El Palacio Magazine

El Palacio Celebrates the Written Word, Musical Word and Spoken Word

FOR IMMEDIATE RELEASE
July 18, 2011

MEDIA CONTACT
the New Mexico History Museum
505 476-5200

“Party with El Palacio” on Friday, Aug. 5, features a free triple-header of an evening with award-winning author Pam Houston, Albuquerque bluegrass band Breaking Blue and spoken-word poet Carlos Contreras.

The event, hosted by El Palacio magazine, begins at 5 pm, with a reading and book signing by Houston in the New Mexico History Museum Auditorium. (Seating is limited.) At 6:30, come to the Palace of the Governors Courtyard for a toe-tapping and boot-scooting performance by Breaking Blue. (Wear your dancing shoes!). Preceding the band, Albuquerque spoken-word poet Carlos Contreras will perform his poem “Communion in the Desert (A Trip to the New Mexico History Museum).”

All the events are free. Come for one or for all three.

Each performer has a tie to El Palacio, the magazine of the Museums of New Mexico. Houston wrote about why she chose the Western life in the summer issue of El Palacio, “My Ranch, Myself: Making a Home on the Land.” (For an earlier El Palacio interview with Houston, go here.) Breaking Blue wrote a song based on an article in the winter 2008 issue of El Palacio, “Dearest Annie: Letters from Fort Selden.” And an interview with Contreras along with “Communion in the Desert” ran in the spring issue; a video of him performing it in the Palace Courtyard is on the magazine’s web site.

Houston’s new book, Contents May Have Shifted, will be published by W.W. Norton in early 2012. Among her earlier books are Cowboys Are My Weakness, Waltzing the Cat, A Little More about Me, and Sight Hound. Her stories have been selected for volumes of Best American Short Stories, the O. Henry Awards, the Pushcart Prize, and Best American Short Stories of the Century. She has won the Western States Book Award, the WILLA award for contemporary fiction, the Evil Companions Literary Award, and multiple teaching awards. Director of creative writing at the University of California, Davis, Houston also teaches in The Pacific University low residency MFA program, and at writers’ conferences around the country and the world, including the Taos Summer Writers' Conference.

She lives on a ranch at 9,000 feet in Colorado near the headwaters of the Rio Grande. You can learn more about her on her web site.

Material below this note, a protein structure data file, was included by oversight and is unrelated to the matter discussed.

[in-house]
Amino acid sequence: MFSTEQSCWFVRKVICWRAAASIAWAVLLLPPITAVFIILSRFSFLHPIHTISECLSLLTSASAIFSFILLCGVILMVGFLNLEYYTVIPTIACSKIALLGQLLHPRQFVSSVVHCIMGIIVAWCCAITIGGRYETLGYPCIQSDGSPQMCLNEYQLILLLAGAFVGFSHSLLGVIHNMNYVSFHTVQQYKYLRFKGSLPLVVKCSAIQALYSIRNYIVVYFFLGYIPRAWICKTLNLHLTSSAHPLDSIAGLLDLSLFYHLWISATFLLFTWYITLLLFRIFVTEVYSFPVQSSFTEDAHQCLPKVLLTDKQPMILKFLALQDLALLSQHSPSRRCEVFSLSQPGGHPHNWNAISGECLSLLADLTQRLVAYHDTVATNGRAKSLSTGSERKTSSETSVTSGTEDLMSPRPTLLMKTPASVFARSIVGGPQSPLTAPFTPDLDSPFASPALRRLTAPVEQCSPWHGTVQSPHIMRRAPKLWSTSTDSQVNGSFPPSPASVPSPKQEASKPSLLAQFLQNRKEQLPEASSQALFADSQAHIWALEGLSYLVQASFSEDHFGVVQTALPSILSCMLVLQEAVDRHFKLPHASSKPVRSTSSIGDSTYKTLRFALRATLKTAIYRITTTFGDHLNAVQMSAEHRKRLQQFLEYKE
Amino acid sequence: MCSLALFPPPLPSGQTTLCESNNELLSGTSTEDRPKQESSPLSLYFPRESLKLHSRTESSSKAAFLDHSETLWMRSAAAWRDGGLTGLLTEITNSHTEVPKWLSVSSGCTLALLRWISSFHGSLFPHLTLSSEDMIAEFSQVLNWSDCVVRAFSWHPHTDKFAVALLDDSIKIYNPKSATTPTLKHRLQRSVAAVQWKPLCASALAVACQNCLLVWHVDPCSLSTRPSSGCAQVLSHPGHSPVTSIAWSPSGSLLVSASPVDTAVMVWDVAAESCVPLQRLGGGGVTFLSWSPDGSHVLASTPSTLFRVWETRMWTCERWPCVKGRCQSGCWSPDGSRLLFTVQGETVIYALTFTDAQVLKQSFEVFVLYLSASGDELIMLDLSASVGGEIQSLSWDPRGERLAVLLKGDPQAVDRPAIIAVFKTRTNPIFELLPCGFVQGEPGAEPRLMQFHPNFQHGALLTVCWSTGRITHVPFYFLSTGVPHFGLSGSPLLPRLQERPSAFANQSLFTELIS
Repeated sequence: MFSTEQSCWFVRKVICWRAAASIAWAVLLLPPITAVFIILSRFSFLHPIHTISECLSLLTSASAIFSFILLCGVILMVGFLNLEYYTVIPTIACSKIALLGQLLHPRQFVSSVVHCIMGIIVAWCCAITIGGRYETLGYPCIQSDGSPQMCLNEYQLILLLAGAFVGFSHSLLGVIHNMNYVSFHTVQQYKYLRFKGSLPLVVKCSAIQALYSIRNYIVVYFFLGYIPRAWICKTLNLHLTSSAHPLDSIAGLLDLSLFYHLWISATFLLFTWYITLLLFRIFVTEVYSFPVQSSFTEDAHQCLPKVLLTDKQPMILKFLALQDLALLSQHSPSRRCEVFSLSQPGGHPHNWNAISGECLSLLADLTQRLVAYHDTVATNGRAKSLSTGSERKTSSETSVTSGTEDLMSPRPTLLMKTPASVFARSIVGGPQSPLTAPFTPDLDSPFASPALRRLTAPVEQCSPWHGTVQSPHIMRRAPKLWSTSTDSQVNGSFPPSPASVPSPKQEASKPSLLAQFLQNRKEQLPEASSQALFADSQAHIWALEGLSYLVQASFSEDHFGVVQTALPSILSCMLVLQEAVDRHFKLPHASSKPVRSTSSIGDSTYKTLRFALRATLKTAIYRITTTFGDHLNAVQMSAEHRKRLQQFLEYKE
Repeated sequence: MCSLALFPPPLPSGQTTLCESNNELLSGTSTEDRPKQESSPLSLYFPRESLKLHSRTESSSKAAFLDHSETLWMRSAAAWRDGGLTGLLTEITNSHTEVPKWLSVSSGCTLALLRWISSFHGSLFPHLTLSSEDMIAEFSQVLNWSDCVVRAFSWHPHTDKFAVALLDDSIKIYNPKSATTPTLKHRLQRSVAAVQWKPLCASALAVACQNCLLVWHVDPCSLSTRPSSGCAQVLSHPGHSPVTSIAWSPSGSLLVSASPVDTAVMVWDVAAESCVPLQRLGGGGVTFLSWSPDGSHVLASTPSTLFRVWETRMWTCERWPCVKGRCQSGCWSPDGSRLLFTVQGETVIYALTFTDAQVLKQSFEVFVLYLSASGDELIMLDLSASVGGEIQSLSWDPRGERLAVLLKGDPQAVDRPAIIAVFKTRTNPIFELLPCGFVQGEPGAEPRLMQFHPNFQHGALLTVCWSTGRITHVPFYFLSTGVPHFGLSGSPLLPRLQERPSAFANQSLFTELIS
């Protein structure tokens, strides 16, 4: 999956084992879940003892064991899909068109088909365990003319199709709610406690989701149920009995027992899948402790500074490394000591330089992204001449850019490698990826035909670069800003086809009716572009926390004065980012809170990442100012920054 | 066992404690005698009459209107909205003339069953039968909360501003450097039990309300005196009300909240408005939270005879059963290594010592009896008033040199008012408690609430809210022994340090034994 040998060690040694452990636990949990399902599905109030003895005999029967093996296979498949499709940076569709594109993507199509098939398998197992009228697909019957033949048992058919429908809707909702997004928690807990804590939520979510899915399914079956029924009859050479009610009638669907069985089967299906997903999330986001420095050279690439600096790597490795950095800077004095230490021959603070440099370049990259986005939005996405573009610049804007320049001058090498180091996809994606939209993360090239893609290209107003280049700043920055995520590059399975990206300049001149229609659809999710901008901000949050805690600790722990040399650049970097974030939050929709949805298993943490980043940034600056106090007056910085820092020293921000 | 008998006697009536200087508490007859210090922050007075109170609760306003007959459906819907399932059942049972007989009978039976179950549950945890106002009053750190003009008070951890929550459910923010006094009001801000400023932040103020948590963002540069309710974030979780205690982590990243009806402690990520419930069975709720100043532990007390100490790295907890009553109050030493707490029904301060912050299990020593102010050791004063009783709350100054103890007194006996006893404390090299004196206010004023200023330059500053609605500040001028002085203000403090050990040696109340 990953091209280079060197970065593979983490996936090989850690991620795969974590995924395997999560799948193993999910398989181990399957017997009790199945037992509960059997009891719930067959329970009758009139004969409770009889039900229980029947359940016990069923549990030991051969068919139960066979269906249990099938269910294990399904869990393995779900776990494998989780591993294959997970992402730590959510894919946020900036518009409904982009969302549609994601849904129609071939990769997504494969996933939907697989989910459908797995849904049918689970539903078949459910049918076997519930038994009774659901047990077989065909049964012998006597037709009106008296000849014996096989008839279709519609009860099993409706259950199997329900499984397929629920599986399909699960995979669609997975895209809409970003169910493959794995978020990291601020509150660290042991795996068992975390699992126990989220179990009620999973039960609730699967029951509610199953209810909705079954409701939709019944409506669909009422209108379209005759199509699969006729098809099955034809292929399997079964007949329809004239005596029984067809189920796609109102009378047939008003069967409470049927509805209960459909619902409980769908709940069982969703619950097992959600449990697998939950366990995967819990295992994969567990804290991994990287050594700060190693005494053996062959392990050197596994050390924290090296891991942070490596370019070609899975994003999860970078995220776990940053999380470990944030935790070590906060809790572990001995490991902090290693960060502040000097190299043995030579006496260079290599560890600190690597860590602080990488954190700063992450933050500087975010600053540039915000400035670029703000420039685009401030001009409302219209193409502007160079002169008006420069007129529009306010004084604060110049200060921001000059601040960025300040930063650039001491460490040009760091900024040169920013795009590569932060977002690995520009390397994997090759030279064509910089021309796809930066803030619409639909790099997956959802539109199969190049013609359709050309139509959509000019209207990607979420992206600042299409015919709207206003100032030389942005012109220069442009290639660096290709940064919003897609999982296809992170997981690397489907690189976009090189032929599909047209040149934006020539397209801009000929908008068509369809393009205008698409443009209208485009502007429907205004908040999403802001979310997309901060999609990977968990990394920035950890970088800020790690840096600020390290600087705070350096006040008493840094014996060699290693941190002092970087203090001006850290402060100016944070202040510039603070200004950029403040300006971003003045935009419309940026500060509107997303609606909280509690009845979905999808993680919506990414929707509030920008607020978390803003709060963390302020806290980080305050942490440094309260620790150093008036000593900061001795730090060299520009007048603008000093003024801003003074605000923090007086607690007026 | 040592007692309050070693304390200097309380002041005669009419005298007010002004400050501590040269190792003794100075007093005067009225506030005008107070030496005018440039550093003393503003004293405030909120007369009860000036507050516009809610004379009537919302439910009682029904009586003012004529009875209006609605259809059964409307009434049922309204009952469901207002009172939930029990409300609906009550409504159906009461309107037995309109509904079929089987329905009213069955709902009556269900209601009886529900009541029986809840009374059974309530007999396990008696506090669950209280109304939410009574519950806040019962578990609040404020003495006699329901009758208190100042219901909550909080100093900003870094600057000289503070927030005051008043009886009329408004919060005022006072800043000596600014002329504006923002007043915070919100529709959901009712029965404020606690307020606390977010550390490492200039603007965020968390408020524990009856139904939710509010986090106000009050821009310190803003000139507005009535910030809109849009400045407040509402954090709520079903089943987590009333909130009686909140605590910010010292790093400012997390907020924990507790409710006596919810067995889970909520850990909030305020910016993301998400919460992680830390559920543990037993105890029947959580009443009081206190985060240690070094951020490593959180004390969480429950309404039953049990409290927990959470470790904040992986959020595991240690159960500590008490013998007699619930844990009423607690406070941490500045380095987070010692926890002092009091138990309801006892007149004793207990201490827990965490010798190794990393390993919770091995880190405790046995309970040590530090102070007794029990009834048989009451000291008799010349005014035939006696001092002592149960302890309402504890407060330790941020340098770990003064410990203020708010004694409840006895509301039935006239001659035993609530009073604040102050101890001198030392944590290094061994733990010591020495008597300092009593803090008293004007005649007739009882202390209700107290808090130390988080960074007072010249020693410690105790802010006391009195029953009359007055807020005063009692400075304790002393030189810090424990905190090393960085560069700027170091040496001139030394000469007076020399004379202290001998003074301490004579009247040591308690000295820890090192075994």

Breaking Blue's members come from different walks of music – from jazz to heavy metal to classical – but are united in a passion to perform what they call "shabby-chic Americana music." Along the way, they’ve revived some traditional American “Old Time” songs and lyrics that have been forgotten or re-written over the years.

In 2009, the group won the Santa Fe Bluegrass Festival Song writing contest. Other awards include the 2011 New Mexico Music Award for Best American Song ("Old Roads"); the 2010 Santa Fe Bluegrass Festival Old Time Band Competition; and the 2010 Albuquerque Folk Festival Band Contest. The group’s web site has more information.

Contreras competed on the team that brought the National Poetry Slam Championship home to his native Albuquerque. His awards include the New Mexico Hispanic Entertainers Award for Poet of the Years in 2007. With the Voces program at the National Hispanic Cultural Center, he leads workshops in poetry composition and performance. Contreras has published poems in several anthologies, and a book, A Man in Pieces: Poems for My Father.

For “Communion in the Desert,” El Palacio commissioned him to tour the New Mexico History Museum/Palace of the Governors and compose a poem about the trip. Read more about him on this web site.

Founded in 1913 as the scholarly journal of the state’s then-only museum – the Palace of the Governors – El Palacio has covered the exhibits, public programs and scholarship of the Museum of New Mexico’s four Santa Fe museums (New Mexico History Museum/Palace of the Governors, Museum of International Folk Art, Museum of Indian Arts and Culture/Laboratory of Anthropology, and New Mexico Museum of Art), as well as the Office of Archaeological Studies and the six State Monuments (Coronado, Jemez, Fort Selden, Lincoln, Fort Sumner, and El Camino Real International Heritage Center). For subscription information, go here.

Download high-resolution photos of Houston and Breaking Blue by clicking on "Go to Related Media" at above, left.


Related Photos

Breaking Blue Band

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